Tough to watch the siege of the U.S. Capitol Building Wednesday, as protesters broke through security checkpoints and forced their way inside Congressional Offices.
It was without doubt a dark day for democracy, as the rest of the world looked on. What was compelling, was that the house members were able to come back and cast votes through the night, seemingly operating as normal as possible. As most of you know, I’m anti-political. I believe the market operate in spite or despite who is in office, I’ve even done the math on it. Click here to see performances under the leadership of different parties.
The point I would like to stress is there’s a major difference between people’s emotions and the returns of the capital markets. Historically speaking, earnings ultimately drive stock market prices not opinions or emotions, regardless of how strong they are. I acknowledge that the political factor is an influence in the short term, but it’s only one of many factors.
Since the general election, and also since the Georgia run off, I’ve received a few calls and emails asking whether the markets will collapse under a Democratic sweep, or whether any changes to the tax laws will have a devastating impact. The short answer is no, I believe the biggest influencer in short term market swings is uncertainty. The market hates it and doesn’t know how to price it. A democratic sweep typically does not provide uncertainty. We can now assume stimulus would be increased, which the market seems to love. The Fed, (in its statement last week), reiterated its easy money policy for “some time”, and there will likely be an infrastructure spend, which should be good for the industrials.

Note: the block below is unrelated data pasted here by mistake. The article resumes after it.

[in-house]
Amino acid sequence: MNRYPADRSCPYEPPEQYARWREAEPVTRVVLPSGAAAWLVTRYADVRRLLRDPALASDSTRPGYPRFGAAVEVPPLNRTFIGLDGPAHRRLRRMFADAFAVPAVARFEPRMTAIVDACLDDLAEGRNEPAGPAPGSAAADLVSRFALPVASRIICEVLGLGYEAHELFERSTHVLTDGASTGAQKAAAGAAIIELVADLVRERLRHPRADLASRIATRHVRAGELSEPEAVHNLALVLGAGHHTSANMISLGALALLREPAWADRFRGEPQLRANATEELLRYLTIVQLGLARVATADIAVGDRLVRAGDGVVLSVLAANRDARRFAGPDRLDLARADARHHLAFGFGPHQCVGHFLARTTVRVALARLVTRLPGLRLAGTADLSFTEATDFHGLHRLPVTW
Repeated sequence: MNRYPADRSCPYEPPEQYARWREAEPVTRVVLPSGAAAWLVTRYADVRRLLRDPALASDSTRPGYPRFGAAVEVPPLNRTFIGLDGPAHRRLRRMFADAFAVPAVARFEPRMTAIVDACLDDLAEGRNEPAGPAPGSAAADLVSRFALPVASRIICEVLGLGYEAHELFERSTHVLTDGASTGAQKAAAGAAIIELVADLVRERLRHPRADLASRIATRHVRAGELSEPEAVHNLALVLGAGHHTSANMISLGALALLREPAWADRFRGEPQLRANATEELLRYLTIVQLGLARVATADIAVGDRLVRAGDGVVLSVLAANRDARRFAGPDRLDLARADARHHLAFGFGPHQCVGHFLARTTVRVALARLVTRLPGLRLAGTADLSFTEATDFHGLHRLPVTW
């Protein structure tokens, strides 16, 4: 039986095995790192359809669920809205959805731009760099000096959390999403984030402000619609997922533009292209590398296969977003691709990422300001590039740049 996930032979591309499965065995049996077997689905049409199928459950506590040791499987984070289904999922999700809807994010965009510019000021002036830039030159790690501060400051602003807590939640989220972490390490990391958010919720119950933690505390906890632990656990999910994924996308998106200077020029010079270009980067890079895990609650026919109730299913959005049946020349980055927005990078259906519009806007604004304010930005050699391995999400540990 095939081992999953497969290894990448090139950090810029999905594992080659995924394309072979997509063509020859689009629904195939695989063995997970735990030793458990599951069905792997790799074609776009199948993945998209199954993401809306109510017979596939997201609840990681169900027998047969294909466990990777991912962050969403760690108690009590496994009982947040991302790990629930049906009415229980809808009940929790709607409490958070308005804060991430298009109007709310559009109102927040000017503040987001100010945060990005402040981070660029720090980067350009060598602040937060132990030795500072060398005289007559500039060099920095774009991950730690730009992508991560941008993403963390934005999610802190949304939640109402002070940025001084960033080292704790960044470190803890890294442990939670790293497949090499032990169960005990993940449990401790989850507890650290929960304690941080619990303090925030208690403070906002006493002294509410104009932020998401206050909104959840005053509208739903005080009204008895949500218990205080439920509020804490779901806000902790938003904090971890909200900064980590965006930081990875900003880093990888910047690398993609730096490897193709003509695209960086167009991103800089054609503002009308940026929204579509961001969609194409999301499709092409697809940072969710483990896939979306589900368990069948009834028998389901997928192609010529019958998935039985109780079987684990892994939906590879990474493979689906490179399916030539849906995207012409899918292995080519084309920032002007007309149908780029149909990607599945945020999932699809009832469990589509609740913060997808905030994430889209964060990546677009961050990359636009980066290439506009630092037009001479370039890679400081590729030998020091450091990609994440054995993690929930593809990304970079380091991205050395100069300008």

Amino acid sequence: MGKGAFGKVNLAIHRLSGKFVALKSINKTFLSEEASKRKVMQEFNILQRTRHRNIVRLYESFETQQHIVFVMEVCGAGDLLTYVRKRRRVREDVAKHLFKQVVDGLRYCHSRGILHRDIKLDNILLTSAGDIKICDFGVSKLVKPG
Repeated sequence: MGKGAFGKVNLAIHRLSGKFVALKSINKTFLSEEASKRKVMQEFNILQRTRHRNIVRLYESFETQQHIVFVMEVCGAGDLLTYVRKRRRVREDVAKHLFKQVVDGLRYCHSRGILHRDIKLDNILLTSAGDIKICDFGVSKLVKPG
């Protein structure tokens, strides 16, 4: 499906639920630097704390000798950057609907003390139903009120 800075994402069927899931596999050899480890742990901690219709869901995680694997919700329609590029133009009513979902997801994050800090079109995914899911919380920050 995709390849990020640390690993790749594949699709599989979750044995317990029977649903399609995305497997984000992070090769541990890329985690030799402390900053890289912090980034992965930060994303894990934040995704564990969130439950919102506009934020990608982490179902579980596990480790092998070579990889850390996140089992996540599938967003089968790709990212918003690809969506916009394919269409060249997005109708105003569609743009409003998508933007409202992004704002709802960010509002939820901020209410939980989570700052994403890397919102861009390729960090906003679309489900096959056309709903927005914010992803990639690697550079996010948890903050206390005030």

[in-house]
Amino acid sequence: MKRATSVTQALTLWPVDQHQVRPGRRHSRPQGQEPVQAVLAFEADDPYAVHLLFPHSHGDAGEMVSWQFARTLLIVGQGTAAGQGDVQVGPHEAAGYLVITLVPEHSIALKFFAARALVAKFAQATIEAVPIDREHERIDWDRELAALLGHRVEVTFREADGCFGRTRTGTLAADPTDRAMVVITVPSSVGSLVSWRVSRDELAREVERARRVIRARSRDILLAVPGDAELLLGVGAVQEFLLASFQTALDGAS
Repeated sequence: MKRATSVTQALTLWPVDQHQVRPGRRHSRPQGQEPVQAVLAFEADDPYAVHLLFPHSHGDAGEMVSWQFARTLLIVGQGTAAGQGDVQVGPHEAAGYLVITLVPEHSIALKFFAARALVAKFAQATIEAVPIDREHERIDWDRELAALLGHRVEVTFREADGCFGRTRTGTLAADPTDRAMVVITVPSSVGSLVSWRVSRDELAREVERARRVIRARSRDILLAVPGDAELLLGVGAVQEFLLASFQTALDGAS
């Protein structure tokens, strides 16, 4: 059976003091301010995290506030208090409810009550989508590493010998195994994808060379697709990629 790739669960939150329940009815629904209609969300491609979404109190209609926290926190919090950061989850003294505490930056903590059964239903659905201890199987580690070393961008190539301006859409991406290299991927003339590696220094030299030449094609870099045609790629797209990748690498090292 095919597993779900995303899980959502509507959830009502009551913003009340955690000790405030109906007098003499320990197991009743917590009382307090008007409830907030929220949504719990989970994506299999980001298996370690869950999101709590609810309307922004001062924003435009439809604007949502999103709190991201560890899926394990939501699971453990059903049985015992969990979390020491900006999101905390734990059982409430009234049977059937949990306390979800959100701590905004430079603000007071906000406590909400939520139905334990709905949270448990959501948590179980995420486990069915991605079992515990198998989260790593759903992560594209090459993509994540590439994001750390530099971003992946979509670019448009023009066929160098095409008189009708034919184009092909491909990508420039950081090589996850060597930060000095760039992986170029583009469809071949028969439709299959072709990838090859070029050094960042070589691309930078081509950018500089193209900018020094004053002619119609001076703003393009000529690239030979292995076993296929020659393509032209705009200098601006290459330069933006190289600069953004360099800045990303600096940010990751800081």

None of this is to say that I’m not concerned about the future. And when I say future, I mean our grandchildren’s future. The mountains of debt that we are building needs to be paid for at some point, and that period is usually when we are in times of economic growth. GDP in the past few years has been anemic, but still positive, and in these past few years we have added around $7 Trillion in debt…with more to come. Click here to take a look at the world debt clock. It’s quite scary to watch.
The market however can’t look that far ahead. I’ve argued before that the market can only look around 30 months ahead. Anything further than that is too uncertain. I’ll sum this part up by saying, making investment decisions based solely on elections usually ends up in disappointment.
I’ll go back to a chart that I haven’t put up for a while, mainly due to all the things we had to deal with in 2020. If you have been reading these articles for a while, you’ll know that I’ve been a proponent of us being in a secular bull market.
The period from 2000 to 2013 was the lost decade from market returns. I believe if we were able to look another 100 years ahead the chart would look similar to this. Secular bull markets, average around 14 years, and if we apply that math today, it would tell you this secular bull still has 6 years left in it. Now remember that inside a secular bull run you can get 20% pullbacks and you can have recessions. It’s a normal and fundamental part of capital markets.
So, what should we be focused on today? Simply put, the money supply. When you have supportive Central Banks there is a 94% correlation of a positive stock market.
I would worry about stock market returns more when the spigot of liquidity to slowed down or turned off. If we take the word of the Fed now, then that’s still a way off. Rates have started to move, but still have a ways to go.
So, let’s sum up by saying emotions and opinions are like butts. Everybody has one, and there is a reason they’re in the rear. That said, here’s the buy/sell. Just know I will be changing the 2021 fair market value to coincide with expected increased stimulus providing a potential positive effect on earnings.
Mick Graham, CPM®, AIF®
Branch Manager/Financial Advisor at Raymond James in Melbourne, FL
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